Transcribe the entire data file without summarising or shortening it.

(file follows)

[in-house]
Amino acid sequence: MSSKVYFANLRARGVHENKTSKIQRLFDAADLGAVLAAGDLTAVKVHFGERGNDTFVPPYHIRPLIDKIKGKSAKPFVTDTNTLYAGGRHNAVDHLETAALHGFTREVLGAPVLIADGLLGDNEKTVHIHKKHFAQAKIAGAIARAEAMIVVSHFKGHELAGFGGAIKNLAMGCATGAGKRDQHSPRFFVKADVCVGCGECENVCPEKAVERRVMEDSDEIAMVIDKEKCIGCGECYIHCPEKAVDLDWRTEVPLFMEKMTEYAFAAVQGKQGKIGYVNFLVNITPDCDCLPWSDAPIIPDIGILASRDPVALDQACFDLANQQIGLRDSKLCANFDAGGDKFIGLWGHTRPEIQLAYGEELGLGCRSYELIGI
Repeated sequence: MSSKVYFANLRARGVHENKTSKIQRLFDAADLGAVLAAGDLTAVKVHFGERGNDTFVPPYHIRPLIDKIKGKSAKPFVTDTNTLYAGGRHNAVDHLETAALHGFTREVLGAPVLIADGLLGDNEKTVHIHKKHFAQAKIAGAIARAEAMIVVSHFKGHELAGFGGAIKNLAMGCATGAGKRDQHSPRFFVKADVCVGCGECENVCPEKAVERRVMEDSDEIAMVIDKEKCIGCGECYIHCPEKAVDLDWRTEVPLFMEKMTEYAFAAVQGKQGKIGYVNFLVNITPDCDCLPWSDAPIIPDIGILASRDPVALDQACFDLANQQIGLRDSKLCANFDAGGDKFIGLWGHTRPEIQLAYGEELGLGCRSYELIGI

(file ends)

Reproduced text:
[in-house]
Amino acid sequence: MSSKVYFANLRARGVHENKTSKIQRLFDAADLGAVLAAGDLTAVKVHFGERGNDTFVPPYHIRPLIDKIKGKSAKPFVTDTNTLYAGGRHNAVDHLETAALHGFTREVLGAPVLIADGLLGDNEKTVHIHKKHFAQAKIAGAIARAEAMIVVSHFKGHELAGFGGAIKNLAMGCATGAGKRDQHSPRFFVKADVCVGCGECENVCPEKAVERRVMEDSDEIAMVIDKEKCIGCGECYIHCPEKAVDLDWRTEVPLFMEKMTEYAFAAVQGKQGKIGYVNFLVNITPDCDCLPWSDAPIIPDIGILASRDPVALDQACFDLANQQIGLRDSKLCANFDAGGDKFIGLWGHTRPEIQLAYGEELGLGCRSYELIGI
Repeated sequence: MSSKVYFANLRARGVHENKTSKIQRLFDAADLGAVLAAGDLTAVKVHFGERGNDTFVPPYHIRPLIDKIKGKSAKPFVTDTNTLYAGGRHNAVDHLETAALHGFTREVLGAPVLIADGLLGDNEKTVHIHKKHFAQAKIAGAIARAEAMIVVSHFKGHELAGFGGAIKNLAMGCATGAGKRDQHSPRFFVKADVCVGCGECENVCPEKAVERRVMEDSDEIAMVIDKEKCIGCGECYIHCPEKAVDLDWRTEVPLFMEKMTEYAFAAVQGKQGKIGYVNFLVNITPDCDCLPWSDAPIIPDIGILASRDPVALDQACFDLANQQIGLRDSKLCANFDAGGDKFIGLWGHTRPEIQLAYGEELGLGCRSYELIGI